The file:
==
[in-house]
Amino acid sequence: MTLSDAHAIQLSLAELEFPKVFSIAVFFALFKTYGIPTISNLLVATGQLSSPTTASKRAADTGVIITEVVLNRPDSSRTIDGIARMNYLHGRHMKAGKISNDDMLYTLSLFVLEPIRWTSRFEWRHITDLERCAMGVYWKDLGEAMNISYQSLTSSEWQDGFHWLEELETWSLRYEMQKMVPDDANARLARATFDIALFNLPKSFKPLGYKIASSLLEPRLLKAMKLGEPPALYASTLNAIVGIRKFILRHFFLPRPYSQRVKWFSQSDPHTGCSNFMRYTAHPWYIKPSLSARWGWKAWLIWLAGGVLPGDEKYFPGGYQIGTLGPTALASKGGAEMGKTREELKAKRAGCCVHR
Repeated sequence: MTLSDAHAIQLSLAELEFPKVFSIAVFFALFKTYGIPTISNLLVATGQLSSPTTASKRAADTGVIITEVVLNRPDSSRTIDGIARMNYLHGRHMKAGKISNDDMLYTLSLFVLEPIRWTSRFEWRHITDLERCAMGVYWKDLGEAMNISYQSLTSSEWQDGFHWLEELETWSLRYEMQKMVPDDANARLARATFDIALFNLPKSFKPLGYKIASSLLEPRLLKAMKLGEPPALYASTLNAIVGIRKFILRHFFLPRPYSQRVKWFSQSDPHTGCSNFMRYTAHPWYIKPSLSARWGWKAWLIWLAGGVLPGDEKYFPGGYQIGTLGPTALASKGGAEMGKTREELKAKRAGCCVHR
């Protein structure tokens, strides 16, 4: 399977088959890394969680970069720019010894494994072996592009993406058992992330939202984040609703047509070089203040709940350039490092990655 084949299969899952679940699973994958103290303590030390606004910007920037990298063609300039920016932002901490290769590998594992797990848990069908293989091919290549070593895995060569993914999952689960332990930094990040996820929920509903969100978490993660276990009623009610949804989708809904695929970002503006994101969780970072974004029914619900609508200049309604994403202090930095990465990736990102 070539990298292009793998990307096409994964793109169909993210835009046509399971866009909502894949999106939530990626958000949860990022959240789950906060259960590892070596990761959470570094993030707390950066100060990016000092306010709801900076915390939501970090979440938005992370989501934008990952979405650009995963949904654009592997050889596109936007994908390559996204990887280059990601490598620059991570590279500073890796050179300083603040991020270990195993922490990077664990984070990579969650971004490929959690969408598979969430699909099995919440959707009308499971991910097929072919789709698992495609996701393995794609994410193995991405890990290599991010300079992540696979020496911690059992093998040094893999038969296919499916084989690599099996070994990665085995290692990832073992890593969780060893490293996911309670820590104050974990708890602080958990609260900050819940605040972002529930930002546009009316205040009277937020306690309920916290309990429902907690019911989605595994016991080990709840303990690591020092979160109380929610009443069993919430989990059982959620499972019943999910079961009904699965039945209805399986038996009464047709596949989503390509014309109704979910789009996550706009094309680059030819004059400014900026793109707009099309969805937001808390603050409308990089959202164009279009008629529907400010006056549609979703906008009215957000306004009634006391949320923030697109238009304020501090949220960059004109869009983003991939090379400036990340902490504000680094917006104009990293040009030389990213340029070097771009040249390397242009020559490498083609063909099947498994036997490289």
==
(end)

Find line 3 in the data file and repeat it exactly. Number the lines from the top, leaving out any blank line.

Repeated sequence: MTLSDAHAIQLSLAELEFPKVFSIAVFFALFKTYGIPTISNLLVATGQLSSPTTASKRAADTGVIITEVVLNRPDSSRTIDGIARMNYLHGRHMKAGKISNDDMLYTLSLFVLEPIRWTSRFEWRHITDLERCAMGVYWKDLGEAMNISYQSLTSSEWQDGFHWLEELETWSLRYEMQKMVPDDANARLARATFDIALFNLPKSFKPLGYKIASSLLEPRLLKAMKLGEPPALYASTLNAIVGIRKFILRHFFLPRPYSQRVKWFSQSDPHTGCSNFMRYTAHPWYIKPSLSARWGWKAWLIWLAGGVLPGDEKYFPGGYQIGTLGPTALASKGGAEMGKTREELKAKRAGCCVHR